Bourse de Commerce, the museum housing the Pinault collection in Paris, opened its doors to the public on January 23, 2021. The project, which was first announced in 2017, saw the city’s former stock exchange transformed by Japanese architect Tadao Ando into a museum for businessman and art collector françois Pinault. Bourse de Commerce was originally set to open in September 2020, but the date was pushed back due to the COVID-19 pandemic.
Ronan and Erwan Bouroullec have filled with light the entrance, the monumental stairs, and the restaurant. The project, commissioned by François Pinault, conceived in dialogue with Jean-Jacques Aillagon and Martin Bethenod, and manufactured by Flos Bespoke, expresses the power of a dialogue between architecture and design and history and contemporary times, developed with delicacy and respect thanks to unique technical know-how.
The design challenges: a dialogue with architecture and the creation of an atmosphere
The dialogue with architecture, both ancient and modern, and the creation of an atmosphere, its history, and its contents. These were the central nodes on which Ronan and Erwan Bouroullec lighting project was developed.
“We did not have to illuminate the exhibition spaces but passage areas,” explains the designers. “The stairs and the entrance hall, and the restaurant. This is why we focused on the design of light in its relationship with what it illuminates but also on the scenic presence of the sources when there is no artificial light: during the day when visitors flood the space”.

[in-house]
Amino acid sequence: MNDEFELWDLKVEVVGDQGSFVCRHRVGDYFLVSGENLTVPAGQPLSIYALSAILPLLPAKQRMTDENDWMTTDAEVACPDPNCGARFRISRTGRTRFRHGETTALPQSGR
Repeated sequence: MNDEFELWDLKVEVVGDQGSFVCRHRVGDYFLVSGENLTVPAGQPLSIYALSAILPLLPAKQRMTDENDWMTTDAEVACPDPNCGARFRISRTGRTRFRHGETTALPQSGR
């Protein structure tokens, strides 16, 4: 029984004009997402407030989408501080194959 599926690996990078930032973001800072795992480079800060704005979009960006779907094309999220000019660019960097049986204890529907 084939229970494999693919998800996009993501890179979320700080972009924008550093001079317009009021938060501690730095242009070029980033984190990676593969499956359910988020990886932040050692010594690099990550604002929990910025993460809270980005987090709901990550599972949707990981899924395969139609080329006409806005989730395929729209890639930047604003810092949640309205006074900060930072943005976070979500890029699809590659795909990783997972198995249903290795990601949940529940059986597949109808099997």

The entrance hall: a floating and vibrant light
The special response was a Horizontal Light for the entrance hall: an interlocking structure composed of five tubular elements of glass and aluminum measuring six meters each and parallelly positioned. The Horizontal Lights are installations suspended from the ceiling above the entrance in a groupage of five. Each glass cylinder was made in Murano with cast glass technology and had a simple but also “organic” shape. The result they wanted to achieve was precise but at the same time fluctuating and vibrant, just like the space that welcomes it. The final effect is very delicate but with a high aesthetic impact.
The staircase: a monumental but delicate atmosphere
For the attentive observer, the situation changes in the two stairways on the sides of the entrance, lit by five suspended Vertical Lights connected in a pentagon, and for the spectacular staircase C, formed by two spiral staircases that intersect, where Ronan and Erwan Bouroullec positioned three Vertical Lights arranged in a triangle. The monumentality is guaranteed by the light that marks the huge space between the ceiling and the ground floor, covering it all with its 17 meters in length.
The ability to move around the chandeliers allows visitors to enjoy their qualities from multiple points of view. “Observed from below, the installation is delicate, almost transparent, and ethereal. As you go up, its powerful physical presence is progressively affirmed”, they explain.
The restaurant: the precision of contemporary times
Even in the restaurant, an area of contemporary design that lacks confrontation with period architecture, Ronan and Erwan Bouroullec kept the dialogue between opposites alive. “In the restaurant, we partly used the invention of vertical light but also set up the individual tables with simple, nice lamps, which rest on a wrought iron base and work with a small, very soft, rechargeable light source.”
Flos and Ronan and Erwan Bouroullec: innovation that is built over time
Ronan and Erwan Bouroullec have been researching suspended lighting structures with Flos for years. To manufacture the impressive luminaires that set up the Bourse de Commerce, the designers entrusted Flos Bespoke.
«Flos Bespoke was our partner in the development of these large luminaires. Furthermore, as in any project we develop together, thanks to their extraordinary technical skills, we were gradually able to solve the problems that this complex project presented us with and to put mutual inventiveness to good use”.
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Photographers: Tommaso Sartori, Luca Caizzi